The judge who is expected to head the public inquiry into the Grenfell Tower fire in north London has previously been accused of "social cleansing of the poor," casting doubt on the inquiry's impartiality.
Retired Court of Appeal Judge Sir Martin Moore-Bick once ruled to relocate a tenant who was faced with homelessness 50 miles away from where she was then living. That relocation decision was later overturned by the Supreme Court.
Moore-Bick's main area of work was related to contracts, insurance and banking, although he did deal with some housing cases as well.
The UK government has promised state funding for the Grenfell residents' legal representation.
UK Prime Minister Theresa May said that a judge-led inquiry was necessary to ensure that the fire was "properly investigated."
The investigation so far has found that at least 80 people died in the fire, although Metropolitan Police Detective Superintendent Fiona McCormack has said that the final death toll may not be known until the end of the year.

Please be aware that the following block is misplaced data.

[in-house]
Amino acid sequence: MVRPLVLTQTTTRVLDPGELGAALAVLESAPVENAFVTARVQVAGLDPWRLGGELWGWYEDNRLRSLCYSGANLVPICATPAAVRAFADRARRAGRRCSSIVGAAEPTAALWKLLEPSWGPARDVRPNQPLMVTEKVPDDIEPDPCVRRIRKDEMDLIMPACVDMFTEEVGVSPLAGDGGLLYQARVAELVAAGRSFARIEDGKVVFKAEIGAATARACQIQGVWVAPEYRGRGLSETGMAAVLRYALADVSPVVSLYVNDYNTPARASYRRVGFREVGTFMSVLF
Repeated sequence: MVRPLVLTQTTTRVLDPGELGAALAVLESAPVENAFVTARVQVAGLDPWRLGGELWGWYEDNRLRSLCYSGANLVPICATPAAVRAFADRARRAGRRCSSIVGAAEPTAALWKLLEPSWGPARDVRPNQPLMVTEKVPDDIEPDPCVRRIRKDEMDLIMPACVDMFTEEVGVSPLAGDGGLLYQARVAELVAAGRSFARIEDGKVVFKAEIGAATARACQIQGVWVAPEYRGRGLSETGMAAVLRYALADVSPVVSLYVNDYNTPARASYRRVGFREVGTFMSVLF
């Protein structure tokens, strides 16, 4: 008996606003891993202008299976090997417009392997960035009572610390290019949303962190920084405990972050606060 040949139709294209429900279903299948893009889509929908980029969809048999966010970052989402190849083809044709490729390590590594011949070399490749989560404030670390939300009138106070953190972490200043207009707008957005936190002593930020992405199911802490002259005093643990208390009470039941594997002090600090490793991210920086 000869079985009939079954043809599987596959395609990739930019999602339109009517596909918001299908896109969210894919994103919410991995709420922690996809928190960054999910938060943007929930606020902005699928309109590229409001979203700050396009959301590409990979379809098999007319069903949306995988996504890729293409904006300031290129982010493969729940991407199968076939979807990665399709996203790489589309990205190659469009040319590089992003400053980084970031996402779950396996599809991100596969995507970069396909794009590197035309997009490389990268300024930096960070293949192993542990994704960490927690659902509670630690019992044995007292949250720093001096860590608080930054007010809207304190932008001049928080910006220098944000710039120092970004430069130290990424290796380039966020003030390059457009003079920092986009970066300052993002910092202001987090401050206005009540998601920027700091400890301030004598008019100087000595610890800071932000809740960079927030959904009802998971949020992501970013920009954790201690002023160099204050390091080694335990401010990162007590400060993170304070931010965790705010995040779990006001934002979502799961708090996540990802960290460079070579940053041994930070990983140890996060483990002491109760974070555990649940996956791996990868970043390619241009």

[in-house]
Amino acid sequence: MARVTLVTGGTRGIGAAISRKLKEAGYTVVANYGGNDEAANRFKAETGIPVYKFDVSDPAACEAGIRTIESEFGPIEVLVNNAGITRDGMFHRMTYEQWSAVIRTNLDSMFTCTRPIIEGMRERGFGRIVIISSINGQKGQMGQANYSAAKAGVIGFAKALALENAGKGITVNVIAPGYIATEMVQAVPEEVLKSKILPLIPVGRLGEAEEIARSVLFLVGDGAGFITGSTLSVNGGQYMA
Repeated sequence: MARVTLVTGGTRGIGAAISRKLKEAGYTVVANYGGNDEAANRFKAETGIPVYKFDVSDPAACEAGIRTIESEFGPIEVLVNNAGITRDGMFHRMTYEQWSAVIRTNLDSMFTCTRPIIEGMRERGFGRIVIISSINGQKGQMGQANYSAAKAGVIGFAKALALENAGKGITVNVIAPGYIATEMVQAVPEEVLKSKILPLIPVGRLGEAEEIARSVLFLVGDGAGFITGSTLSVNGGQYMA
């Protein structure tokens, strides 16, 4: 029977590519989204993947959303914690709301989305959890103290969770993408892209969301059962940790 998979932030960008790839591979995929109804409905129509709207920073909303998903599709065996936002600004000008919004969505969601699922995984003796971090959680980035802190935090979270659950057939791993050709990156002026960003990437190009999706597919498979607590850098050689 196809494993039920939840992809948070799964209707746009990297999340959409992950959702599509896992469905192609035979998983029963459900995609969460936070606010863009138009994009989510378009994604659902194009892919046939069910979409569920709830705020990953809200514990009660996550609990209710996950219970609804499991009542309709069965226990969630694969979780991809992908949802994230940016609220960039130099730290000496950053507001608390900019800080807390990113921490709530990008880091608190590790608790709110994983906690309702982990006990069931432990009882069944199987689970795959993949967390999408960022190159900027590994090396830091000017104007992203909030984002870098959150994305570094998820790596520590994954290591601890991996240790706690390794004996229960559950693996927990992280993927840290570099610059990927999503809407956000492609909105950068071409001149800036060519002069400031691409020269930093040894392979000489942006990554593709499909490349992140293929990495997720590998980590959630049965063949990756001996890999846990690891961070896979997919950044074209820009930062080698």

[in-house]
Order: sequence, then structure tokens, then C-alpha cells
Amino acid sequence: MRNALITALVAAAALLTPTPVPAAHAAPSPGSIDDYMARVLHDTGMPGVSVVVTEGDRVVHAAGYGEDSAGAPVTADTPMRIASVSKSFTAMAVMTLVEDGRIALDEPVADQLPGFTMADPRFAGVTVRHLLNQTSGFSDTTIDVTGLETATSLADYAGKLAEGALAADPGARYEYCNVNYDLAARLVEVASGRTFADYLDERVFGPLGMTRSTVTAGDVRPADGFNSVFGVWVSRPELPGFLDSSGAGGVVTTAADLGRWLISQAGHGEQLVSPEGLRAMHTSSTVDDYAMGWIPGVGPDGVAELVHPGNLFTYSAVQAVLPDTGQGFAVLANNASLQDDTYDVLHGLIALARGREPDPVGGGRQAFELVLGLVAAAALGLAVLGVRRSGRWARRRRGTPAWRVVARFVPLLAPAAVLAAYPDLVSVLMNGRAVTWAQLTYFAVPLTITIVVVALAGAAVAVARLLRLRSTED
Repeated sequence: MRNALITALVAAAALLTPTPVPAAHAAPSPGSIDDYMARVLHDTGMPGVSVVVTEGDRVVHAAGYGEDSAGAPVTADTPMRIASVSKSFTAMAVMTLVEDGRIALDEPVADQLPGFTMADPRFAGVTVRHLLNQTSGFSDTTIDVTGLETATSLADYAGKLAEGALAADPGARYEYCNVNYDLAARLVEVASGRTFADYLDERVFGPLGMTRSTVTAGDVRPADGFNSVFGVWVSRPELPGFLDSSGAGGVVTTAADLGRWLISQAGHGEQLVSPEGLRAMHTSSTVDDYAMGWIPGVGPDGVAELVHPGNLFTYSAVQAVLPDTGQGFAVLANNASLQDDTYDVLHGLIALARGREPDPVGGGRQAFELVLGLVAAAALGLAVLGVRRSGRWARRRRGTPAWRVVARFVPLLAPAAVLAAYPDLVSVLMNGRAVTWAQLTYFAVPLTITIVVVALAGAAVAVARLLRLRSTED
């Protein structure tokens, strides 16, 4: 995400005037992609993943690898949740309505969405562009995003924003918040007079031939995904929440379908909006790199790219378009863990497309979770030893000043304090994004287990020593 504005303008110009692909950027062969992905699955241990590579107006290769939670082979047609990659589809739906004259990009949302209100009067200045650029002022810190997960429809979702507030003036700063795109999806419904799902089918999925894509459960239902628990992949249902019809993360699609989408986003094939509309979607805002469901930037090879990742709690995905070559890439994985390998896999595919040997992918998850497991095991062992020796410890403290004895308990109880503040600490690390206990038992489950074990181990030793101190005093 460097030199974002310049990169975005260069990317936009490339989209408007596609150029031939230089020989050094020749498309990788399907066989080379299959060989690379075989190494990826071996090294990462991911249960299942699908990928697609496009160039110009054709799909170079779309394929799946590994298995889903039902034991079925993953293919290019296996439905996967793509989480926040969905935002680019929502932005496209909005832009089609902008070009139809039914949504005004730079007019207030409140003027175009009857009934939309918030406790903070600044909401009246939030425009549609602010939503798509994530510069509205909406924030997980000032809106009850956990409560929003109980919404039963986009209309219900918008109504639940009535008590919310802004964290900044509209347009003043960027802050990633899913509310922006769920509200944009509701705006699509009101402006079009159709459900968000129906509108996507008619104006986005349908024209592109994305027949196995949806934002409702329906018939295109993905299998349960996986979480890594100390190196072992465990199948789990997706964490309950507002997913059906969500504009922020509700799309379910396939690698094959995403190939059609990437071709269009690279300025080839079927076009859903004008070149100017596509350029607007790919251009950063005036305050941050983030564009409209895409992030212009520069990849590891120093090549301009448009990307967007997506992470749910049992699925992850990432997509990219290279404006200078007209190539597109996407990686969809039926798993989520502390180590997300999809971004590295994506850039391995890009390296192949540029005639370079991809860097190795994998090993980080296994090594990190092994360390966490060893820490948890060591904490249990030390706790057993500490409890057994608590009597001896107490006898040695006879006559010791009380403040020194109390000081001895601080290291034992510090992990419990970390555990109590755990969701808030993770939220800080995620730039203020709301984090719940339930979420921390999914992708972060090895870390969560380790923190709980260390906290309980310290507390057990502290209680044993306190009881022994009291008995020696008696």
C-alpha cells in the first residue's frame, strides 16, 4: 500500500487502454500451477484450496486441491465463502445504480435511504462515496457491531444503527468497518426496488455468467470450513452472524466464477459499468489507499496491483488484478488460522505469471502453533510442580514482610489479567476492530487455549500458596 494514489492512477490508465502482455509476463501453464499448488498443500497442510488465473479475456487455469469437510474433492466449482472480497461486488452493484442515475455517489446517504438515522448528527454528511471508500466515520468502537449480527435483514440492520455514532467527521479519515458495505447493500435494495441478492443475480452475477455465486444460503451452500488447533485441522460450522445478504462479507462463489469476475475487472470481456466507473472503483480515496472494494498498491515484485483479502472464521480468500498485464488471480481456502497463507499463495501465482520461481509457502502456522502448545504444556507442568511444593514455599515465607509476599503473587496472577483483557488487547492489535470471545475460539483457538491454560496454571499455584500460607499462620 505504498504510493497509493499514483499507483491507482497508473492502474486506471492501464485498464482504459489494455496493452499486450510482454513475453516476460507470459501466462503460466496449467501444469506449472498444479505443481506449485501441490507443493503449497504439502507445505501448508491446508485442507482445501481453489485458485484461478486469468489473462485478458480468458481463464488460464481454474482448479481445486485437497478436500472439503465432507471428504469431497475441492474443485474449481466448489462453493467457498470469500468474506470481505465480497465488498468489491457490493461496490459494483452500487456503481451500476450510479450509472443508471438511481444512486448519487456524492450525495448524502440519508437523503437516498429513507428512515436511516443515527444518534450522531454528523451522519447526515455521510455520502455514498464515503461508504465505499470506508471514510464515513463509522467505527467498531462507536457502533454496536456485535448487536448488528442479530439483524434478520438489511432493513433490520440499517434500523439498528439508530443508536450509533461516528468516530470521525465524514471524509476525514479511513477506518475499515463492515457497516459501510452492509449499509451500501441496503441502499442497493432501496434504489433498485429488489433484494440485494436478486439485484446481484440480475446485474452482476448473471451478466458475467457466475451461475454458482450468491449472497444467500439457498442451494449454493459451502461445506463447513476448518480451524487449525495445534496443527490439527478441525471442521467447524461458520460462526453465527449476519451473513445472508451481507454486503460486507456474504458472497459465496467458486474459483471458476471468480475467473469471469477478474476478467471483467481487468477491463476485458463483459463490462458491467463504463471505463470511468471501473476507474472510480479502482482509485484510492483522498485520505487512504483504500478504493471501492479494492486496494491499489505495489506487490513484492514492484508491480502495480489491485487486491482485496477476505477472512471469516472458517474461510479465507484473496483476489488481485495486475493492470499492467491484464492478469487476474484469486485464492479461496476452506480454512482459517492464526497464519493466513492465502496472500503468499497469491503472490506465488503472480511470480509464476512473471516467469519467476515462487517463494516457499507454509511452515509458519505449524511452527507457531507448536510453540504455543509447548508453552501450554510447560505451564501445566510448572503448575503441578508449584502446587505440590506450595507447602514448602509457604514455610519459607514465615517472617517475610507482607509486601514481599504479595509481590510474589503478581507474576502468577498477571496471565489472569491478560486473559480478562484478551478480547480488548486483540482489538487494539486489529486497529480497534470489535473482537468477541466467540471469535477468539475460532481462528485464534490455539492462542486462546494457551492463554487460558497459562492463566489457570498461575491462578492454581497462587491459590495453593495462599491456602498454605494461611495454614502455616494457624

One difficulty in establishing the death toll, say police, is that the list of tenants provided by the Kensington and Chelsea Tenants Management Organization is "not accurate."
The investigation is focusing on talking to friends, families and neighbors of the Grenfell Tower residents in order to reach an accurate number.
Some of the flats are still too unstable for police to enter safely, which has delayed a full count of those inside.
"There are 23 flats that despite huge investigative efforts, we have been unable to trace anyone that lives there. At this stage, we must presume that no one in those flats survived that includes anyone who lived there or was visiting them," said McCormack.
The intense heat of the fire may also make it impossible to identify some remains.
Police say that more than 60 companies and organizations were active in refurbishing the tower, and a criminal investigation is continuing to determine whether to bring manslaughter charges.
McCormack stated, "So far everybody has been compliant and we've actually been provided with a wealth of documents already."
Prime Minister May told the nation Wednesday that 120 other tower blocks in the country had been fitted with the same flammable cladding that helped the fire spread at Grenfell.
The National Housing Federation has said that Grenfell shows "a systemic failure in construction, manufacturing and the way that regulation has been applied."